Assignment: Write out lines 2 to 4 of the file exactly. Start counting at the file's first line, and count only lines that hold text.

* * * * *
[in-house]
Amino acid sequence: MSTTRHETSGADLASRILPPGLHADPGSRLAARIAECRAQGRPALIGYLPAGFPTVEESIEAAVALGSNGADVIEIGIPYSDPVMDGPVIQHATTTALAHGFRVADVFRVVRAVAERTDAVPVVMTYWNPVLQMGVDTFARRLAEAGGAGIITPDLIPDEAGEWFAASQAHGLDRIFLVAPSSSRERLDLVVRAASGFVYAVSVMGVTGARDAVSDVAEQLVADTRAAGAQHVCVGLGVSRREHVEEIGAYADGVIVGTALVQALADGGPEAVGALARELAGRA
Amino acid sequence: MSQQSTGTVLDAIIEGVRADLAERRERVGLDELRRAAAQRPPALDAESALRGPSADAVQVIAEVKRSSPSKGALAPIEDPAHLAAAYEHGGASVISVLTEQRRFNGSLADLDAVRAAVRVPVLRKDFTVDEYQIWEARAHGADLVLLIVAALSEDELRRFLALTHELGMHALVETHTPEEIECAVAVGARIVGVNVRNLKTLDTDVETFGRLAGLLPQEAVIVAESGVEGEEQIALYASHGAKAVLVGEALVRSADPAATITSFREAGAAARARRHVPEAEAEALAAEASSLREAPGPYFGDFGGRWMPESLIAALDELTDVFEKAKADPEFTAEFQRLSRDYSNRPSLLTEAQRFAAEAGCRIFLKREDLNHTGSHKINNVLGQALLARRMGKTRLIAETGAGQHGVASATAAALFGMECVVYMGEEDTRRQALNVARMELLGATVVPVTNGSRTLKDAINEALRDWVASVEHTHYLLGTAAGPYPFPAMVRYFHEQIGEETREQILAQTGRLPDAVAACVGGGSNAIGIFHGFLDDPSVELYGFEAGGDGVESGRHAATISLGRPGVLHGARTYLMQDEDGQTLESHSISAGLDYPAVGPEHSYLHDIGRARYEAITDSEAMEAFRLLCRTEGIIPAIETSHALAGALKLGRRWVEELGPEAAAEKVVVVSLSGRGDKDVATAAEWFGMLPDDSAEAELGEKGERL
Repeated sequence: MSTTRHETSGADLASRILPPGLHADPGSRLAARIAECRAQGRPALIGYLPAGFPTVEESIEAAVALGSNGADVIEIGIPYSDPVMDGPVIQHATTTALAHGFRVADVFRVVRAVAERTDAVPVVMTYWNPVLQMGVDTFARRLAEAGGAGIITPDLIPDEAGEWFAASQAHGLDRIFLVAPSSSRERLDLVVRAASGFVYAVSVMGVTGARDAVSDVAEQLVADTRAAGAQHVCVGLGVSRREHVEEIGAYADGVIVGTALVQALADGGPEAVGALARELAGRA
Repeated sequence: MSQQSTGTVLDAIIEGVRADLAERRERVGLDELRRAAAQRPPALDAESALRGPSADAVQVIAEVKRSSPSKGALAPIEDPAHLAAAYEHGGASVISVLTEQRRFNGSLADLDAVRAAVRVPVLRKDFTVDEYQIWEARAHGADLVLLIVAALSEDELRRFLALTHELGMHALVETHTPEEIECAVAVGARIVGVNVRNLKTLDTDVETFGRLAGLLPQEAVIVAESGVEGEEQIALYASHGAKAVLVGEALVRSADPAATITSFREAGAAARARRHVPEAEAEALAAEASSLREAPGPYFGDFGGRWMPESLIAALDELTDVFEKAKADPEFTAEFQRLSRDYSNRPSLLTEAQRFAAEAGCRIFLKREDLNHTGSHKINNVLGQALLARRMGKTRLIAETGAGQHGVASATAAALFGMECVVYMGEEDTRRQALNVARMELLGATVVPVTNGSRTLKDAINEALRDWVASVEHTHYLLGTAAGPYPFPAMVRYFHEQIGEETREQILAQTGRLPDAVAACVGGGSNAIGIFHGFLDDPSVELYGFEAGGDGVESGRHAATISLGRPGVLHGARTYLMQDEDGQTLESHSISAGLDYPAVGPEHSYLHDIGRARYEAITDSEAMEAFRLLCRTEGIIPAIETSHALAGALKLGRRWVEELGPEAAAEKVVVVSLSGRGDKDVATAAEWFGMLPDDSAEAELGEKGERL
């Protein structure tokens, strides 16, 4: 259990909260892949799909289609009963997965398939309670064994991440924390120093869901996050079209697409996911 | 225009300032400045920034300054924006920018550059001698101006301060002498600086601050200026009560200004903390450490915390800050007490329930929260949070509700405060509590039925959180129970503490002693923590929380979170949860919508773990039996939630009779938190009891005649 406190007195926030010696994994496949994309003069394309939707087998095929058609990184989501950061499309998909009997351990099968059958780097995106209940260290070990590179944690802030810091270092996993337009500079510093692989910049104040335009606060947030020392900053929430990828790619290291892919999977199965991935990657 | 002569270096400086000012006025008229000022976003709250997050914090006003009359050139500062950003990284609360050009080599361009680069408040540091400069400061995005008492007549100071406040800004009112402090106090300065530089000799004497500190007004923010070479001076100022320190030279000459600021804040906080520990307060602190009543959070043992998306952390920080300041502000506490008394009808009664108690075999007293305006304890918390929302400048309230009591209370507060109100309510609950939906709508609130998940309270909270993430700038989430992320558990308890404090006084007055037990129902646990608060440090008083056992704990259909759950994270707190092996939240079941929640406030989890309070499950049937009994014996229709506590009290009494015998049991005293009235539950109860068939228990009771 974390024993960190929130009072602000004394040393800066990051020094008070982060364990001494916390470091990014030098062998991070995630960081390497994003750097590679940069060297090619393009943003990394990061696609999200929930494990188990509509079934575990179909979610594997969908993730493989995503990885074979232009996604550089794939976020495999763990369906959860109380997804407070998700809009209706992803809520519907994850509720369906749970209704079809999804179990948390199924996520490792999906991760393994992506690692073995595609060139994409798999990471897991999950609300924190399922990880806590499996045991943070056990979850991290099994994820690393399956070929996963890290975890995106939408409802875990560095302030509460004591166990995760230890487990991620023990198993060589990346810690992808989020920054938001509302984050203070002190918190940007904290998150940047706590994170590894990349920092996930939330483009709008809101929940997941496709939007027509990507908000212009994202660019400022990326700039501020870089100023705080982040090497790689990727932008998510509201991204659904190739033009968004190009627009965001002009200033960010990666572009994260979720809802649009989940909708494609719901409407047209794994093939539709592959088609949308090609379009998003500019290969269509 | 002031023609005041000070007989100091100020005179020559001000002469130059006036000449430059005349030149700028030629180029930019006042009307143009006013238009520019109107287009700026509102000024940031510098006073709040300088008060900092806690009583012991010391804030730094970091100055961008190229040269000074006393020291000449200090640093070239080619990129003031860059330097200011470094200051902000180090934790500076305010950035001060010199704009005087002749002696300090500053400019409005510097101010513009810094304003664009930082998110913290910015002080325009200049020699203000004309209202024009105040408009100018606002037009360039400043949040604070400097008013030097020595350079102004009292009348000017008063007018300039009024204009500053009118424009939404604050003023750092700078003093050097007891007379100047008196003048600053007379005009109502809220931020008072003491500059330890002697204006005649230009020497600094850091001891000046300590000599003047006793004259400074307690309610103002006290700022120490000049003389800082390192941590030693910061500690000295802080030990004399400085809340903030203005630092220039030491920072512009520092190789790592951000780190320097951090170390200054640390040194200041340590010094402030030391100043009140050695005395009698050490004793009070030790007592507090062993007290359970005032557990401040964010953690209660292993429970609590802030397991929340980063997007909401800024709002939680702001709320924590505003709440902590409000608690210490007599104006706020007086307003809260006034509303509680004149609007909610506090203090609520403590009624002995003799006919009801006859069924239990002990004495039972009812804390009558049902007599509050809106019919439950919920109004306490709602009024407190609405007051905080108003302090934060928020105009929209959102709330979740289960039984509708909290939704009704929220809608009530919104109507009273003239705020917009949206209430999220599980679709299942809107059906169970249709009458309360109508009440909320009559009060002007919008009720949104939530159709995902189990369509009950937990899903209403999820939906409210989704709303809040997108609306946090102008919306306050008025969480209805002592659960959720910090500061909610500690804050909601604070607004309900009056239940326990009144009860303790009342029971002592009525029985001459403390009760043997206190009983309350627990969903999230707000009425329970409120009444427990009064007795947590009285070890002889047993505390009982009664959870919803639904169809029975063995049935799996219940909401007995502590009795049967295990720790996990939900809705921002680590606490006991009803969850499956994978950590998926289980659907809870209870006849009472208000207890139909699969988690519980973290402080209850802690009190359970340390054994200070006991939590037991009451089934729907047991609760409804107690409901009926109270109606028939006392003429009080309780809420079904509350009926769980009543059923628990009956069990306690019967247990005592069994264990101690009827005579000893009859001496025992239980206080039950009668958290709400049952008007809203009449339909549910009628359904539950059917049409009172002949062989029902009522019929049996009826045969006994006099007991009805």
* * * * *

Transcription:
Amino acid sequence: MSTTRHETSGADLASRILPPGLHADPGSRLAARIAECRAQGRPALIGYLPAGFPTVEESIEAAVALGSNGADVIEIGIPYSDPVMDGPVIQHATTTALAHGFRVADVFRVVRAVAERTDAVPVVMTYWNPVLQMGVDTFARRLAEAGGAGIITPDLIPDEAGEWFAASQAHGLDRIFLVAPSSSRERLDLVVRAASGFVYAVSVMGVTGARDAVSDVAEQLVADTRAAGAQHVCVGLGVSRREHVEEIGAYADGVIVGTALVQALADGGPEAVGALARELAGRA
Amino acid sequence: MSQQSTGTVLDAIIEGVRADLAERRERVGLDELRRAAAQRPPALDAESALRGPSADAVQVIAEVKRSSPSKGALAPIEDPAHLAAAYEHGGASVISVLTEQRRFNGSLADLDAVRAAVRVPVLRKDFTVDEYQIWEARAHGADLVLLIVAALSEDELRRFLALTHELGMHALVETHTPEEIECAVAVGARIVGVNVRNLKTLDTDVETFGRLAGLLPQEAVIVAESGVEGEEQIALYASHGAKAVLVGEALVRSADPAATITSFREAGAAARARRHVPEAEAEALAAEASSLREAPGPYFGDFGGRWMPESLIAALDELTDVFEKAKADPEFTAEFQRLSRDYSNRPSLLTEAQRFAAEAGCRIFLKREDLNHTGSHKINNVLGQALLARRMGKTRLIAETGAGQHGVASATAAALFGMECVVYMGEEDTRRQALNVARMELLGATVVPVTNGSRTLKDAINEALRDWVASVEHTHYLLGTAAGPYPFPAMVRYFHEQIGEETREQILAQTGRLPDAVAACVGGGSNAIGIFHGFLDDPSVELYGFEAGGDGVESGRHAATISLGRPGVLHGARTYLMQDEDGQTLESHSISAGLDYPAVGPEHSYLHDIGRARYEAITDSEAMEAFRLLCRTEGIIPAIETSHALAGALKLGRRWVEELGPEAAAEKVVVVSLSGRGDKDVATAAEWFGMLPDDSAEAELGEKGERL
Repeated sequence: MSTTRHETSGADLASRILPPGLHADPGSRLAARIAECRAQGRPALIGYLPAGFPTVEESIEAAVALGSNGADVIEIGIPYSDPVMDGPVIQHATTTALAHGFRVADVFRVVRAVAERTDAVPVVMTYWNPVLQMGVDTFARRLAEAGGAGIITPDLIPDEAGEWFAASQAHGLDRIFLVAPSSSRERLDLVVRAASGFVYAVSVMGVTGARDAVSDVAEQLVADTRAAGAQHVCVGLGVSRREHVEEIGAYADGVIVGTALVQALADGGPEAVGALARELAGRA